News / USA

Gulf Oil Spill Threatens Fishermen's Livelihoods

McAnespy brothers fear their way of life will not return

Louis McAnespy is a third-generation commercial fishermen from Louisiana who fears he will lose his livelihood due to the fishing ban imposed after last week's oil spill in the Gulf of Mexico (file photo)
Louis McAnespy is a third-generation commercial fishermen from Louisiana who fears he will lose his livelihood due to the fishing ban imposed after last week's oil spill in the Gulf of Mexico (file photo)
Jeff Swicord

As work continues offshore to contain the oil spill in the Gulf of Mexico, commercial fishermen in Louisiana, under a fishing ban, sit in port waiting to learn their fate.  Many have spent their entire lives harvesting the oysters, fish and shrimp that thrive in the Gulf.  Their life savings are often tied up in boats and fishing gear.  Jeff Swicord introduces us to one third-generation fisherman from Port Sulphur who fears he is about to lose both his livelihood and his heritage.

Fifty-year-old Louis McAnespy bought his first boat when he was 15-years-old.

"I spent close to $40,000 last year bedding oysters," McAnespy said.

Like his father and his grandfather before him, he makes his living harvesting the fish and shellfish of the Louisiana Gulf coast.

"This was the first place we had, my grandfather built it.  Then we started, I built my house and my brother built a place here," McAnespy said.

But he fears that could all be coming to an end as the massive oil slick from the Deep Water Horizon drilling rig creeps toward the coast.  His thoughts and fears keep him awake at night.

"Three or four hours before I could fall asleep. I wake up three o'clock in the morning with the same stuff on my mind, tossing and turning.  I feel like a fish out of water just flapping around in my bed at night" McAnespy said.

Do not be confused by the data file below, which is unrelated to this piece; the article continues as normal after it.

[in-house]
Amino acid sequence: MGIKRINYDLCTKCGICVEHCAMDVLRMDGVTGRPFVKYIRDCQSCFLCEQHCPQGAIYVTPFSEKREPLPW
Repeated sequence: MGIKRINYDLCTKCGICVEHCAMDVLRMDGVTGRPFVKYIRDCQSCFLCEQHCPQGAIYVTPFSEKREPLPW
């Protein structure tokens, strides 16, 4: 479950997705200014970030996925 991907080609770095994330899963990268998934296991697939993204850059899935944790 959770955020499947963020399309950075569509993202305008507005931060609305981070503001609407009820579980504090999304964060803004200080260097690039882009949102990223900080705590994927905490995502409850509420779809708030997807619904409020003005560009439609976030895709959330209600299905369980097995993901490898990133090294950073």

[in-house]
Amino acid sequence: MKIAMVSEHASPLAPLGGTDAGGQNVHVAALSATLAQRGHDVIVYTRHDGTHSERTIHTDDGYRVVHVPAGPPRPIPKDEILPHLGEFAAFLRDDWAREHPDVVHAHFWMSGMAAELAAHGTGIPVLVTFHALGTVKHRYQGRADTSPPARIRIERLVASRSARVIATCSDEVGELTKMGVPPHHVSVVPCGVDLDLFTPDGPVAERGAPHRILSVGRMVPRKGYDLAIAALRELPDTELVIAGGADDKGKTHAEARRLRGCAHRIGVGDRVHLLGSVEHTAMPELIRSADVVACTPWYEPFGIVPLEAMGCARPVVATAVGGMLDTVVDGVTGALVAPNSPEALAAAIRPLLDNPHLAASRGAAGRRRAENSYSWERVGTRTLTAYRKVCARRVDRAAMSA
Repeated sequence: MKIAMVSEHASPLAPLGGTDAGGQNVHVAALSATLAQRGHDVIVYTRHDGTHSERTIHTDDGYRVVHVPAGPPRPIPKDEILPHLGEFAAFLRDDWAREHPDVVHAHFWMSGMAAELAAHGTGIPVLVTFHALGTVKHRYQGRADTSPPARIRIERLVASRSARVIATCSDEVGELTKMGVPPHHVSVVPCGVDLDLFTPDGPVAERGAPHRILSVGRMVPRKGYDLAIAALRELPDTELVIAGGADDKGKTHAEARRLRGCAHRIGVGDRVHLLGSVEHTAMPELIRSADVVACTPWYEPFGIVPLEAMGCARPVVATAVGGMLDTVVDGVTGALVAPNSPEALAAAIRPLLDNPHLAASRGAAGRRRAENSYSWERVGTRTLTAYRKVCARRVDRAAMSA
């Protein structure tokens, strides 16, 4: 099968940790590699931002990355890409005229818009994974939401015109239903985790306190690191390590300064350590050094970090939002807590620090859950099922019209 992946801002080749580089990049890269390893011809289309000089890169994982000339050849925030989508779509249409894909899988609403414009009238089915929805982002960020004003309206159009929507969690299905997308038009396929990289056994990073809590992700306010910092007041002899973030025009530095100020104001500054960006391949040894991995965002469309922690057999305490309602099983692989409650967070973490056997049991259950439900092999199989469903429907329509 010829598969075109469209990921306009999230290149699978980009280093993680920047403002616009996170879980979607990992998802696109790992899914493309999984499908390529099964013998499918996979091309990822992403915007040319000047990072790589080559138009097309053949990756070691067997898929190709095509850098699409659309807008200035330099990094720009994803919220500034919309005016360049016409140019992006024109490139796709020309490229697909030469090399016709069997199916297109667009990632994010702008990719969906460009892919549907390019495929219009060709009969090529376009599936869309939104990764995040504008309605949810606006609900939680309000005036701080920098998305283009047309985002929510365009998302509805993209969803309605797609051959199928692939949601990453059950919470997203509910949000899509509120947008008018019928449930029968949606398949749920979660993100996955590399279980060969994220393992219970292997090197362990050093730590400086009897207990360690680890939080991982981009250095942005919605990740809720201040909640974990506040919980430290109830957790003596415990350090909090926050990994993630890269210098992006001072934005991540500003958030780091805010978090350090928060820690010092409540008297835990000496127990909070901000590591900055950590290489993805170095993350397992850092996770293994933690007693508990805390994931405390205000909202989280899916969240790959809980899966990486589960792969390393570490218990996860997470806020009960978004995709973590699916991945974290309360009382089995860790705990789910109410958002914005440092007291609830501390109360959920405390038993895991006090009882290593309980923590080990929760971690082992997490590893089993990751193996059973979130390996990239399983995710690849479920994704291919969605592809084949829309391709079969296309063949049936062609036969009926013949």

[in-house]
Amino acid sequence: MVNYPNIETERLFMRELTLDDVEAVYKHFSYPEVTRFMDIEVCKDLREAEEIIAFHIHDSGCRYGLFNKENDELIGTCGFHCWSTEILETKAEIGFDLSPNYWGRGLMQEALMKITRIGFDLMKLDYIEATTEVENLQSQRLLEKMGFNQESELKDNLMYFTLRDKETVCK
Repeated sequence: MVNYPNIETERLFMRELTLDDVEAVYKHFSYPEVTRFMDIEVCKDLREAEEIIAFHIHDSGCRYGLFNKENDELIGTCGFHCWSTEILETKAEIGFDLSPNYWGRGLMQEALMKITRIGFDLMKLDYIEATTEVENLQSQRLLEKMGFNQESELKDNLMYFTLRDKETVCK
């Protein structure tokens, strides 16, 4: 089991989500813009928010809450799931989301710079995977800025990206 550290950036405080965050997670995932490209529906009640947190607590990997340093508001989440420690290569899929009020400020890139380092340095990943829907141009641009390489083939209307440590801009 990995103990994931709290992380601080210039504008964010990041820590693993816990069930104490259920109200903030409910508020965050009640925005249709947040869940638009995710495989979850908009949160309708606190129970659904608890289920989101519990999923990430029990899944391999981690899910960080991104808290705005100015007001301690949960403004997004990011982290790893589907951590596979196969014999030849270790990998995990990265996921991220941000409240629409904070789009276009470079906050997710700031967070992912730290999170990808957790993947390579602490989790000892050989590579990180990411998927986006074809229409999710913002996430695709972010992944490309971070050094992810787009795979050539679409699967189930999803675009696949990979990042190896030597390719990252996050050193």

Louis's brother Henry McAnespy showed us a map of the oyster beds they lease from the state.

When Hurricane Katrina destroyed their oyster grounds, Henry invested $30,000 of his retirement money to re-seed the beds.  Now he worries they will lose everything.

"You know, in two years I could recap some of the money.  But if this oil gets on there, everything we got invested, we just going to go down." said McAnespy.

The two brothers estimate they have more than $300,000 invested in fishing gear and equipment.  They employ 12 people including Louis's son and deck hand Matt.

The McAnespy's have applied to take part in a British Petroleum program to employ fishermen in the oil cleanup.  They have been to several meetings but have not been chosen.  Louis says BP's response to the spill has been inadequate.

"I was told this morning at BP oil that they was hiring 50 commercial vessels to go off and handle this oil spill.  That seems like a lot of oil for 50 boats to handle.  I think they need 550 boats, 1,000 boats.  Whatever they can get on they should put on," McAnespy said.

"That is what we are trying to save right there, wildlife.  It might just be a little fiddler crab, but it is something. Redfish will eat that and feed on it.  Sheephead, speckled trout, it is part of the food chain," McAnespy said.

For now the McAnespy's can only wait, their fate adrift with the tide, the wind, the course of the spill.

"There is nothing I would love more than to spend the rest of my life back here.  But I don't see it happening.  I really don't.  Don't see it happening," McAnespy said.

You May Like

Video On the Scene: In Gaza, Darkness Brings Dread and Death

Palestinians fear nighttime raids, many feel abandoned by outside world, VOA's Scott Bobb reports More